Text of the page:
Monday, November 15, 2010


I agree with Paul Krugman that not fighting back effectively against Republicans is what's painted President Obama and the Democrats into the corner they're in now, but I have to quibble with this:

...In retrospect, the roots of current Democratic despond go all the way back to the way Mr. Obama ran for president. Again and again, he defined America’s problem as one of process, not substance -- we were in trouble not because we had been governed by people with the wrong ideas, but because partisan divisions and politics as usual had prevented men and women of good will from coming together to solve our problems. And he promised to transcend those partisan divisions.

... the real question was whether Mr. Obama could change his tune when he ran into the partisan firestorm everyone who remembered the 1990s knew was coming. He could do uplift — but could he fight?

So far the answer has been no....

Actually, the roots of the Democrats' problems don't "go all the way back to the way Mr. Obama ran for president" -- they go back a hell of a lot further than that, and Krugman has made clear in other writings that he knows that, or should. Republicans declare total war whenever Democrats attain power or seem about to do so -- see the mid-1990s government shutdown; see Florida 2000; see Bush responding to his "thumpin'" with the surge.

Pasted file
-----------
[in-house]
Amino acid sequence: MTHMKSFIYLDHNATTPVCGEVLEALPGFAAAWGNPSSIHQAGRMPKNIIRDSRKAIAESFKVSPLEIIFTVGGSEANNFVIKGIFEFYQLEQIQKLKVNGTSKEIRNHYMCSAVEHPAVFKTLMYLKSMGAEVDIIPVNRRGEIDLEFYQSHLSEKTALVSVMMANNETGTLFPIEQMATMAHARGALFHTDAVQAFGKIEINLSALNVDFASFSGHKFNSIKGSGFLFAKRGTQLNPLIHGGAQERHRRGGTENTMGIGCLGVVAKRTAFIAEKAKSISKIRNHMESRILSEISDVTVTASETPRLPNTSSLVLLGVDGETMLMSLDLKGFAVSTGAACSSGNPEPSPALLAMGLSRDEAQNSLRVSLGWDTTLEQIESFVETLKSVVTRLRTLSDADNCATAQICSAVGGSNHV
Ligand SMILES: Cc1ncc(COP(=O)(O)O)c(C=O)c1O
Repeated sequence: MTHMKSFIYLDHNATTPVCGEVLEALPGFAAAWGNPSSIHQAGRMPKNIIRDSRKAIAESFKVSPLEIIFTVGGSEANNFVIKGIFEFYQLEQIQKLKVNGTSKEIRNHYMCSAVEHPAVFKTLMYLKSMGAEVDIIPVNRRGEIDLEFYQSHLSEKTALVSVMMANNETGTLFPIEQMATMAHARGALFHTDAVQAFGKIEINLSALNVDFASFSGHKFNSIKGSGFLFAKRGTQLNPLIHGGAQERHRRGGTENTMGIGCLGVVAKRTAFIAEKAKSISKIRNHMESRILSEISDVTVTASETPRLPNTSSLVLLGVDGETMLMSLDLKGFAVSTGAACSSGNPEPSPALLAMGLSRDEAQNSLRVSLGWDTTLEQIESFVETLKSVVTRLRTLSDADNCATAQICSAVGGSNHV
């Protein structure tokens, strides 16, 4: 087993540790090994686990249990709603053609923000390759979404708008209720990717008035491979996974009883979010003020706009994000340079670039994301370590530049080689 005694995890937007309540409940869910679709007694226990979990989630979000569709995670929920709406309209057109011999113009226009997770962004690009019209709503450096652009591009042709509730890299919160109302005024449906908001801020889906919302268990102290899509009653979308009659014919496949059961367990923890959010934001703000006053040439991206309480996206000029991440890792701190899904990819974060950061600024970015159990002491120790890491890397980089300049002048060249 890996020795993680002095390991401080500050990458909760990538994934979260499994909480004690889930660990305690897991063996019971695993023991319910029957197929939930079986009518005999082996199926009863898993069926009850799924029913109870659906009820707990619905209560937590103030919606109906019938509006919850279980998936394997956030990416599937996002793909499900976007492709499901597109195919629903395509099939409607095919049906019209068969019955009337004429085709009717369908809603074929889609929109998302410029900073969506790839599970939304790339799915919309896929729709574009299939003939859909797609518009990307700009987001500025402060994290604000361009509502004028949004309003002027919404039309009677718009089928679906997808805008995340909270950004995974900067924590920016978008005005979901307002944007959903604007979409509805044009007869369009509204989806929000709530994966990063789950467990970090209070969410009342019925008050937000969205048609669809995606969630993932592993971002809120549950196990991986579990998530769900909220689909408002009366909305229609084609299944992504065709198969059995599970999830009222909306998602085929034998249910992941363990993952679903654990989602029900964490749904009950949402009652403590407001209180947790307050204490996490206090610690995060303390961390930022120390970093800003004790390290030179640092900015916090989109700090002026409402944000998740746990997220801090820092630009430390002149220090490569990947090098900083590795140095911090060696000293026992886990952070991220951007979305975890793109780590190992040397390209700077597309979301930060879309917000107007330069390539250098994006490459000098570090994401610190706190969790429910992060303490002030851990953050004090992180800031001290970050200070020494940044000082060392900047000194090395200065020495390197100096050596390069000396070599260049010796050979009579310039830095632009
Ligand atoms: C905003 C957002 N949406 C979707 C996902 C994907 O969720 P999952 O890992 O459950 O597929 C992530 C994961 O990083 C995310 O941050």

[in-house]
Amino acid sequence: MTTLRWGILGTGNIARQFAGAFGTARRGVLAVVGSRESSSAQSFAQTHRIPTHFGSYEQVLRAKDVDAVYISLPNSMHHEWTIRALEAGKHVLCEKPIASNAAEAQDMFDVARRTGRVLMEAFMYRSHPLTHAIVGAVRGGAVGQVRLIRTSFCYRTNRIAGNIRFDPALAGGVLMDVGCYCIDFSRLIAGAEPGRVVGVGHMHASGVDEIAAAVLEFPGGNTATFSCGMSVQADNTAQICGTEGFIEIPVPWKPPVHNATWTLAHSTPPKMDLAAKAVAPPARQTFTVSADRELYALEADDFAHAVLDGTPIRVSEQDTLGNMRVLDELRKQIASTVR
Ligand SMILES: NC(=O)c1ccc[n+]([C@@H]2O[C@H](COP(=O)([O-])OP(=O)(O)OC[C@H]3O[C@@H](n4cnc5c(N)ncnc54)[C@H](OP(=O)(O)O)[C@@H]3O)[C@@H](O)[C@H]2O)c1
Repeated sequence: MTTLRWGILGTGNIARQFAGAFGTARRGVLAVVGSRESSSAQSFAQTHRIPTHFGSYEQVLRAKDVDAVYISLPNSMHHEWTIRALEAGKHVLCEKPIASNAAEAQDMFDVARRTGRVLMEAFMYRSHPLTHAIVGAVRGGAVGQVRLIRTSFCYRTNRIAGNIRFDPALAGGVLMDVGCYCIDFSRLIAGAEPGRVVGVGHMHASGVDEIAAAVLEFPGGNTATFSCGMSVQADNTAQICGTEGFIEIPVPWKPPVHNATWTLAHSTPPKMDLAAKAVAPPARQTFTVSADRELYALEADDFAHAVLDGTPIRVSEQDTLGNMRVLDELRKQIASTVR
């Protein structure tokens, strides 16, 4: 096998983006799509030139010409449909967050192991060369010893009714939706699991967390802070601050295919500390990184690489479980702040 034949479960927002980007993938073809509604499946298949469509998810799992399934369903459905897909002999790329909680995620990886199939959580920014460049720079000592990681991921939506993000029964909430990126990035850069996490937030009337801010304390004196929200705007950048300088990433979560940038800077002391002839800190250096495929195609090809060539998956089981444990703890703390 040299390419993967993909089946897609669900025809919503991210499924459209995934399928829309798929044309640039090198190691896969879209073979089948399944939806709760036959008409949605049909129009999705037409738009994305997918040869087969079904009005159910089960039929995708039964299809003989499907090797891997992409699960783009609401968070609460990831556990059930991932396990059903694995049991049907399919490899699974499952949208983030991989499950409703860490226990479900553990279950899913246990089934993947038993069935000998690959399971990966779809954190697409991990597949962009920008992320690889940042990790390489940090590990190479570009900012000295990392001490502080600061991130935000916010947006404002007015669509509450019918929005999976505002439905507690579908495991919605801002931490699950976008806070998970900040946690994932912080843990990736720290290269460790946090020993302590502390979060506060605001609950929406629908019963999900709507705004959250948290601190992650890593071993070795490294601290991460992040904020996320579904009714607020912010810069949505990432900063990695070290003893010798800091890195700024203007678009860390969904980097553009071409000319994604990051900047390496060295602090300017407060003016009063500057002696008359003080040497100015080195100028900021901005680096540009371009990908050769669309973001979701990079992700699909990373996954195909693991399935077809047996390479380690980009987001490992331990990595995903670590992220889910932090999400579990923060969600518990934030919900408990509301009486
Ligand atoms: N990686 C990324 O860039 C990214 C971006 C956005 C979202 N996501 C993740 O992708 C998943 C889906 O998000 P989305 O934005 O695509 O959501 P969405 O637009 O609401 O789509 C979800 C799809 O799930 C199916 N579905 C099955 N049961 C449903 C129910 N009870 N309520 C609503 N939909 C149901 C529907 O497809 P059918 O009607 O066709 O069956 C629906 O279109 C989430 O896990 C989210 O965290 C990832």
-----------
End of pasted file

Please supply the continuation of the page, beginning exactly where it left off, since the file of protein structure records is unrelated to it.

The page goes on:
Barack Obama didn't create that problem. And no Democrat has found a way to solve it without capitulation -- certainly not Krugman's preferred primary candidate, Hillary Clinton, and certainly not her husband. Some of us back in 2008 thought we might as well try it Obama's way, hoping that the goodwill he seemed to be inspiring, combined with the vast nationwide disgust with the Bush administration, might make total partisan war increasingly unacceptable to the public.

It seemed somewhat naive at the time to think so, but how the hell else were Democrats going to be able to fight back? They've never had a media machine like the right's -- even as Bush sunk to near 20% approval in the polls, Air America was going out of business and Fox News was still trouncing MSNBC in the ratings. They've never had the committed ideological base the right had. Maybe fed-up centrists really would rule the day, uniting with earnest young Obamaites.

It didn't work, and Obama had no Plan B for fighting back. But no Democrat in recent memory has had a Plan B for fighting back, other than triangulation and small-ball. And I don't see how that would been an improvement over what we got. What would the 2009-2010 equivalent of school uniforms and the V-chip have been?

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